2. Williams DA, Batt RM. Sensitivity and specificity of radioimmunoassay of serum trypsin-like immunoreactivity for the diagnosis of canine exocrine pancreatic insufficiency. J.Am.Vet.Med.Assoc. 1988;192:195-201.
  3. Steiner JM, Williams DA. Feline exocrine pancreatic disorders. The Veterinary Clinics of North America 1999;29:551-75.
  4. Steiner JM, Williams DA, Moeller EM, Melgarejo TL. Development and validation of an enzyme-linked immuno sorbent assay (ELISA) for feline trypsin-like immunoreactivity (fTLI). Am.J.Vet.Res. 2000;61:620-3.
  5. Bruner JM, Steiner JM, Williams DA, Van Alstine WG, Blevins W. High feline trypsin-like immunoreactivity in a cat with pancreatitis and hepatic lipidosis. J Am.Vet.Med.Assoc. 1997;210:1757-60.
  6. Parent C, Washabau RJ, Williams DA et al. Serum trypsin-like immunoreactivity, amylase and lipase in the diagnosis of feline acute pancreatitis. J.Vet.Int.Med. 1995;9:194 (abstr).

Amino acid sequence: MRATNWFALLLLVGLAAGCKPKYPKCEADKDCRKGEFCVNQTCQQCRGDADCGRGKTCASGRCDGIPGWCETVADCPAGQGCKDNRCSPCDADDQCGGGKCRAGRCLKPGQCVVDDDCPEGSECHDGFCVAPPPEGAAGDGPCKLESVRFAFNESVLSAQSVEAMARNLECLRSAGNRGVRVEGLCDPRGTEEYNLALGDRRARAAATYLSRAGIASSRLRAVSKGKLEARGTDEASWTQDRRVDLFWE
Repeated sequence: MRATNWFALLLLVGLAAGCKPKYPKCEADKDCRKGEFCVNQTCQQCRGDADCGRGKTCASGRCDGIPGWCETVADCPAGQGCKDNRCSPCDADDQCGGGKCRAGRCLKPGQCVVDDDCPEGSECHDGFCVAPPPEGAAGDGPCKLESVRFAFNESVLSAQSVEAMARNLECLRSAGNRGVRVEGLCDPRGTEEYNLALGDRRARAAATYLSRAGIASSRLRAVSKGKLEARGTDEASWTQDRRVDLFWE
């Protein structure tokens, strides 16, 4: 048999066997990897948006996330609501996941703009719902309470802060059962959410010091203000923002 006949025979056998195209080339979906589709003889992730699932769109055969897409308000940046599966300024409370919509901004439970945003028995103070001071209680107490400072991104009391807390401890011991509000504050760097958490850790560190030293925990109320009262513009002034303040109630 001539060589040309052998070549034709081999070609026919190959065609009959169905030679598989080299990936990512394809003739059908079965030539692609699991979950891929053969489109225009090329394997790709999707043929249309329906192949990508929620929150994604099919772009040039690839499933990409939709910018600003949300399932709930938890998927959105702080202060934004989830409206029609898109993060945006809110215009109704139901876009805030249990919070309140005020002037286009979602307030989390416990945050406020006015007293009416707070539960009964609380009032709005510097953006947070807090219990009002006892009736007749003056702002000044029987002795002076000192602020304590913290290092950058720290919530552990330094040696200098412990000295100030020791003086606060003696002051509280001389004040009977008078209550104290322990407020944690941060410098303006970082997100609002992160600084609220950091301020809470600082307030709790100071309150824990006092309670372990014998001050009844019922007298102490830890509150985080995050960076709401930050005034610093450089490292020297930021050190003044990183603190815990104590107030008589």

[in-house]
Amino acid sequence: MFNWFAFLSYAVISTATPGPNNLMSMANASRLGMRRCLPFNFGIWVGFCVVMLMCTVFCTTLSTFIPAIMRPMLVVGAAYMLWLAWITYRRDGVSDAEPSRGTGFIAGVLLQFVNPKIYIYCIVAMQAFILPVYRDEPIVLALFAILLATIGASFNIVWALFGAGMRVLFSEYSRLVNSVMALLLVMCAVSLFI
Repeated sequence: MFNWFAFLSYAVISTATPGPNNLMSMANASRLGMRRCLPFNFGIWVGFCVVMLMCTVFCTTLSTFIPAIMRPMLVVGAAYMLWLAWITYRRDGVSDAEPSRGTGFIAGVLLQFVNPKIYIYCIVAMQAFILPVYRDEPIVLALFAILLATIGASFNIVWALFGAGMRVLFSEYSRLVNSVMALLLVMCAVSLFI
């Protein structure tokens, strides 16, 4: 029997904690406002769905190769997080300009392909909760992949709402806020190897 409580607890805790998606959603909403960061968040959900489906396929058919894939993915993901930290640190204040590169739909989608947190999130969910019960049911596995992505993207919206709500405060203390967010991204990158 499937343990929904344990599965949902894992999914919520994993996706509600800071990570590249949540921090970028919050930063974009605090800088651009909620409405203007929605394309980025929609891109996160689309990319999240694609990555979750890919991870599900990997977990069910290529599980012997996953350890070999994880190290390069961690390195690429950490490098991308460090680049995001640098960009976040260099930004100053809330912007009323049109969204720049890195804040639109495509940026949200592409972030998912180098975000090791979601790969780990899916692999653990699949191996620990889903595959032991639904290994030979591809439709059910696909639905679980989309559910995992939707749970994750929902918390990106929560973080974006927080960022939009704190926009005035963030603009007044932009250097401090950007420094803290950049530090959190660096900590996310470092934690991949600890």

7. Swift NC, Marks SL, MacLachlan NJ, Norris CR. Evaluation of serum feline trypsin-like immunoreactivity for the diagnosis of pancreatitis in cats. Journal of American Veterinary Medical Association 2000;217:37-42.
  8. Steiner JM, Williams DA. Disagrees with criteria for diagnosing pancreatitis in cats. J.Am.Vet.Med.Assoc. 2000;217:816-7.
  9. Steiner JM, Williams DA. Serum feline trypsin-like immunoreactivity in cats with exocrine pancreatic insufficiency. J.Vet.Intern.Med. 2000;14:627-9.